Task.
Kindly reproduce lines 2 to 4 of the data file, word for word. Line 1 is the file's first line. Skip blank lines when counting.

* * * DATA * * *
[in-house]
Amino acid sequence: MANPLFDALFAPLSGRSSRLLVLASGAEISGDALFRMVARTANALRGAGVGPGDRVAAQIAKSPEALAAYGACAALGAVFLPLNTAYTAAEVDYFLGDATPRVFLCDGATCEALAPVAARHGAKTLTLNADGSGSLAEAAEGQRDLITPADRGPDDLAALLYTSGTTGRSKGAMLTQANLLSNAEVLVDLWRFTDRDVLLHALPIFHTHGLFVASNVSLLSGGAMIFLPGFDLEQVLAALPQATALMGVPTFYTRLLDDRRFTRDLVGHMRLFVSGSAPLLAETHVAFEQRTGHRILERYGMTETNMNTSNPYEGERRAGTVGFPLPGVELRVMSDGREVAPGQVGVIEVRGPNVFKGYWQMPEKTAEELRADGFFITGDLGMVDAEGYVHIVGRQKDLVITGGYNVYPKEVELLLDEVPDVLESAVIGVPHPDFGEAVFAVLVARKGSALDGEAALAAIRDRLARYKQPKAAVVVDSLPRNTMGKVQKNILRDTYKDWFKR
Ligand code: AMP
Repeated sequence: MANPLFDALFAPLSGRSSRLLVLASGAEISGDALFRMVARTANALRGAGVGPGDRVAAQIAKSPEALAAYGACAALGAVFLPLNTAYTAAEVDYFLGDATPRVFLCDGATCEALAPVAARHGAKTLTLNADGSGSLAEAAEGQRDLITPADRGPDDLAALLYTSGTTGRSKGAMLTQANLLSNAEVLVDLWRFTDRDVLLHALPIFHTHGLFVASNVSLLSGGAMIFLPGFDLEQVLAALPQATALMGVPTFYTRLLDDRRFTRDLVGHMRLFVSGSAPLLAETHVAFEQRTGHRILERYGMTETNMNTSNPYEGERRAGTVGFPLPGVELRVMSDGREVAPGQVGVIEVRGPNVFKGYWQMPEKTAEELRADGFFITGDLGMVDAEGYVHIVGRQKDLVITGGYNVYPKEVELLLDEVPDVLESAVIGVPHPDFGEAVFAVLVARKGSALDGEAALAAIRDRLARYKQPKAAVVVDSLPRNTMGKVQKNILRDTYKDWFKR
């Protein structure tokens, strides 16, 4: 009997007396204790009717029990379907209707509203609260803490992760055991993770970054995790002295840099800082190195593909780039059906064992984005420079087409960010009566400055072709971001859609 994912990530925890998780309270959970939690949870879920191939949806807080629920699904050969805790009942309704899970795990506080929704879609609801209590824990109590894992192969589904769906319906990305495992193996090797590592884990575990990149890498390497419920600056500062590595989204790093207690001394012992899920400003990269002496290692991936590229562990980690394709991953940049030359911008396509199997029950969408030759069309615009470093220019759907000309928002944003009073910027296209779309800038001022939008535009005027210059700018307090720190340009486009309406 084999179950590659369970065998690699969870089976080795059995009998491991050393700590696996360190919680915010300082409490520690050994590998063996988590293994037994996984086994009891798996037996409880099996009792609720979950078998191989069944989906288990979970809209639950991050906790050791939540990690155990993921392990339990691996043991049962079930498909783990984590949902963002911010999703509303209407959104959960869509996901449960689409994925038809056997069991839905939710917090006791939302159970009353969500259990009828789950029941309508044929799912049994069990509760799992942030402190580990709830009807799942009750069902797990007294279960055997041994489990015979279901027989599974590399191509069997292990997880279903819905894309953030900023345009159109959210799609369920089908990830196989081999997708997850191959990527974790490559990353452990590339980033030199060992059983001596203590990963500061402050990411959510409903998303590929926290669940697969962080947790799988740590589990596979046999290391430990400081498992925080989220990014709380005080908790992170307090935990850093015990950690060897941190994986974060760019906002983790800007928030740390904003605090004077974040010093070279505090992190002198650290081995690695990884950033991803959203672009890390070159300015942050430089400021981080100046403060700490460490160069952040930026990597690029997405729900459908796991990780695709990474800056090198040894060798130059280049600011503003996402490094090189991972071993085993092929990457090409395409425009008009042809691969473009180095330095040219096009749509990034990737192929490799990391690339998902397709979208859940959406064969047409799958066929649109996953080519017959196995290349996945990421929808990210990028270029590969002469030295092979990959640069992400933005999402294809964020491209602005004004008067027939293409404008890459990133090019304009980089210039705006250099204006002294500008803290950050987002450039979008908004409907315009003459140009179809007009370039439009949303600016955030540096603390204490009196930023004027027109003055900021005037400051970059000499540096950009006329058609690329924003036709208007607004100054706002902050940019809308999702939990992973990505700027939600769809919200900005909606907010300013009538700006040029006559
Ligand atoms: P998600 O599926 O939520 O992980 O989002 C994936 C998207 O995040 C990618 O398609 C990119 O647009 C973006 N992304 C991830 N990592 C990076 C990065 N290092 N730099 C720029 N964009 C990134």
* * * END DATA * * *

Amino acid sequence: MANPLFDALFAPLSGRSSRLLVLASGAEISGDALFRMVARTANALRGAGVGPGDRVAAQIAKSPEALAAYGACAALGAVFLPLNTAYTAAEVDYFLGDATPRVFLCDGATCEALAPVAARHGAKTLTLNADGSGSLAEAAEGQRDLITPADRGPDDLAALLYTSGTTGRSKGAMLTQANLLSNAEVLVDLWRFTDRDVLLHALPIFHTHGLFVASNVSLLSGGAMIFLPGFDLEQVLAALPQATALMGVPTFYTRLLDDRRFTRDLVGHMRLFVSGSAPLLAETHVAFEQRTGHRILERYGMTETNMNTSNPYEGERRAGTVGFPLPGVELRVMSDGREVAPGQVGVIEVRGPNVFKGYWQMPEKTAEELRADGFFITGDLGMVDAEGYVHIVGRQKDLVITGGYNVYPKEVELLLDEVPDVLESAVIGVPHPDFGEAVFAVLVARKGSALDGEAALAAIRDRLARYKQPKAAVVVDSLPRNTMGKVQKNILRDTYKDWFKR
Ligand code: AMP
Repeated sequence: MANPLFDALFAPLSGRSSRLLVLASGAEISGDALFRMVARTANALRGAGVGPGDRVAAQIAKSPEALAAYGACAALGAVFLPLNTAYTAAEVDYFLGDATPRVFLCDGATCEALAPVAARHGAKTLTLNADGSGSLAEAAEGQRDLITPADRGPDDLAALLYTSGTTGRSKGAMLTQANLLSNAEVLVDLWRFTDRDVLLHALPIFHTHGLFVASNVSLLSGGAMIFLPGFDLEQVLAALPQATALMGVPTFYTRLLDDRRFTRDLVGHMRLFVSGSAPLLAETHVAFEQRTGHRILERYGMTETNMNTSNPYEGERRAGTVGFPLPGVELRVMSDGREVAPGQVGVIEVRGPNVFKGYWQMPEKTAEELRADGFFITGDLGMVDAEGYVHIVGRQKDLVITGGYNVYPKEVELLLDEVPDVLESAVIGVPHPDFGEAVFAVLVARKGSALDGEAALAAIRDRLARYKQPKAAVVVDSLPRNTMGKVQKNILRDTYKDWFKR